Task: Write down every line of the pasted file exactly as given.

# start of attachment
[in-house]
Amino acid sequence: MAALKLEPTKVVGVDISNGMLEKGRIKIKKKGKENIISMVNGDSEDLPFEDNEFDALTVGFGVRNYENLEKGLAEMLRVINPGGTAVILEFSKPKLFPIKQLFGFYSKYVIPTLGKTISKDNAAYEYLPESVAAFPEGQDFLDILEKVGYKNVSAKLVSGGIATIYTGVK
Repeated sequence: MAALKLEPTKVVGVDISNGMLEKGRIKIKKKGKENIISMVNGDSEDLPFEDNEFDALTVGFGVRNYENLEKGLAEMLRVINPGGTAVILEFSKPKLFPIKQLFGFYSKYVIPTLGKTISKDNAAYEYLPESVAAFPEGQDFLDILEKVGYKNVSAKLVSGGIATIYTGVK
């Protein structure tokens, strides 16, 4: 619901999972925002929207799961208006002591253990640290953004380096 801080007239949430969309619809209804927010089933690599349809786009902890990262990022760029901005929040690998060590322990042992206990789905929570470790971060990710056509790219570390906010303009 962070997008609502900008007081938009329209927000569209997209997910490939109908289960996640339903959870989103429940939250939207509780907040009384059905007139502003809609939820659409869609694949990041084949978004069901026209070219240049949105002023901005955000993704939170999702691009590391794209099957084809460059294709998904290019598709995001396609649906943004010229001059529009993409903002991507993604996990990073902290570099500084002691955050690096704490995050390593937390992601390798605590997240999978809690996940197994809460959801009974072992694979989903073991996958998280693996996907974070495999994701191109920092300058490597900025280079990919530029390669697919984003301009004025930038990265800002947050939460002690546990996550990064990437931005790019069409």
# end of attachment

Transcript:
[in-house]
Amino acid sequence: MAALKLEPTKVVGVDISNGMLEKGRIKIKKKGKENIISMVNGDSEDLPFEDNEFDALTVGFGVRNYENLEKGLAEMLRVINPGGTAVILEFSKPKLFPIKQLFGFYSKYVIPTLGKTISKDNAAYEYLPESVAAFPEGQDFLDILEKVGYKNVSAKLVSGGIATIYTGVK
Repeated sequence: MAALKLEPTKVVGVDISNGMLEKGRIKIKKKGKENIISMVNGDSEDLPFEDNEFDALTVGFGVRNYENLEKGLAEMLRVINPGGTAVILEFSKPKLFPIKQLFGFYSKYVIPTLGKTISKDNAAYEYLPESVAAFPEGQDFLDILEKVGYKNVSAKLVSGGIATIYTGVK
């Protein structure tokens, strides 16, 4: 619901999972925002929207799961208006002591253990640290953004380096 801080007239949430969309619809209804927010089933690599349809786009902890990262990022760029901005929040690998060590322990042992206990789905929570470790971060990710056509790219570390906010303009 962070997008609502900008007081938009329209927000569209997209997910490939109908289960996640339903959870989103429940939250939207509780907040009384059905007139502003809609939820659409869609694949990041084949978004069901026209070219240049949105002023901005955000993704939170999702691009590391794209099957084809460059294709998904290019598709995001396609649906943004010229001059529009993409903002991507993604996990990073902290570099500084002691955050690096704490995050390593937390992601390798605590997240999978809690996940197994809460959801009974072992694979989903073991996958998280693996996907974070495999994701191109920092300058490597900025280079990919530029390669697919984003301009004025930038990265800002947050939460002690546990996550990064990437931005790019069409």